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## High school geometry

### Course: High school geometry > Unit 7

Lesson 1: Graphs of circles intro# Features of a circle from its graph

CCSS.Math:

Given a circle on the coordinate plane, Sal finds its center and its radius.

## Video transcript

- [Voiceover] So we have
a circle right over here and the first question we'll ask ourselves is what are the coordinates
of the center of that circle? Well, we can eyeball that, we can see, look, it looks like the circle is centered on that point right over there and the coordinates of that point, the x-coordinate is negative four and the y-coordinate is negative seven. So the center of that
circle would be the point negative four comma negative seven. Now let's say, on top of
that, someone were to tell us, someone were to tell us, that this point, negative
five comma negative nine is also on the circle. So negative five comma negative nine is on the circle. So based on this information, the coordinate of the center and a point that sits on the circle, can
we figure out the radius? Well the radius is just
the distance between the center of the circle
and any point on the circle. In fact, one of the most
typical definitions of a circle is all of the points that
are the same distance, or that are the radius
away from another point, and that other point would
be the center of the circle. So how do we find out the distance between these two points, between these two points? So the length of that orange line. Well we can use the distance formula, which is essentially
the Pythagorean theorem. The distance squared,
so if the length of that is the distance, so we could
say the distance squared is going to be equal to, is going to be equal to our change in x squared,
so that right there is our change in x, and I
have to write really small, but that's our change in x, our change in x squared,
plus our change in y squared. Our change in y squared. Change in y squared. Now what is our change in x? Our change in x, and you
can even eyeball it here, it looks like it's one,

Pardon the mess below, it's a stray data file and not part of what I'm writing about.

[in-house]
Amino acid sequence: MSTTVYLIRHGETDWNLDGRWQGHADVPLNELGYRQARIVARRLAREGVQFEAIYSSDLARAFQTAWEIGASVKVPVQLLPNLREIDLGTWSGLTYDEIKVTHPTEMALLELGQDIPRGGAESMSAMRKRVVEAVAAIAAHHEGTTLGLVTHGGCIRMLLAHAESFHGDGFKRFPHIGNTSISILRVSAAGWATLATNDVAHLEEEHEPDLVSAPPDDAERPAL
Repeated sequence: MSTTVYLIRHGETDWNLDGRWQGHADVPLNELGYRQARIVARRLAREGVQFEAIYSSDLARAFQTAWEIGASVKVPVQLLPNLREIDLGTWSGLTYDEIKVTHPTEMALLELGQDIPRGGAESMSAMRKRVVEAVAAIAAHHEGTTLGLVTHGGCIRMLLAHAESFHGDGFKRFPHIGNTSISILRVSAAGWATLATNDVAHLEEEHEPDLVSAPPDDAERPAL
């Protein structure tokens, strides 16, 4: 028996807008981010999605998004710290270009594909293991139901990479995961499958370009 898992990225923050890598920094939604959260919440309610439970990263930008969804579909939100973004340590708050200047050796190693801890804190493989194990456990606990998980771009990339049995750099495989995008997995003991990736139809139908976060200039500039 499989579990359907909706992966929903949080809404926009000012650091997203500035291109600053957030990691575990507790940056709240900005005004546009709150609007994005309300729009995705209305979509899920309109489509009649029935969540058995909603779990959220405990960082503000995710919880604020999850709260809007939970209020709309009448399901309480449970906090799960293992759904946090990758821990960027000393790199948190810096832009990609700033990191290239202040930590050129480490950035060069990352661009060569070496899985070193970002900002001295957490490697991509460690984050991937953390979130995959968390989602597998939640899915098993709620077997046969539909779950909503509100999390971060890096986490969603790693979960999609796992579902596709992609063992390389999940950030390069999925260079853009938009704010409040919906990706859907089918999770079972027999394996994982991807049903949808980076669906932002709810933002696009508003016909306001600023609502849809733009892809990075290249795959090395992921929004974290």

but let's verify it. It doesn't matter which one,
just use the start or the end, as long as you're consistent. So, let's see, if we view this as the end, we'd say negative five it'd be negative five, minus negative four minus negative four And so this would be
equal to negative one. So when you go from the
center to this outer point, negative five comma negative nine, you go one back in the x direction. Now the actual distance would
just be the absolute value of that, but it doesn't
matter that this is a negative because we're about to square
it and so that negative sign will go away. Now what is our change in y? Our change in y. Well, this is the
finishing y, negative nine minus negative seven, minus our initial y is equal to negative two. And notice, just to go from that point, that y to that y, we go to negative two. So actually, we could call
the length of that side as the absolute value of our change in y. And we could view this
as the absolute value of our change in x. And it doesn't really matter
because once we square them the negatives go away. So our distance squared, our distance squared, I really could call
this the radius squared, is going to be equal to
our change in x squared. Well, it's negative one squared, which is just going to be one plus our change in y
squared, negative two squared is just positive four. One plus four, and so you
have your distance squared is equal to five or that the distance is equal
to the square root of five. And I could have just called
this variable the radius, so we could say the radius is equal to the square root of five. And we're done.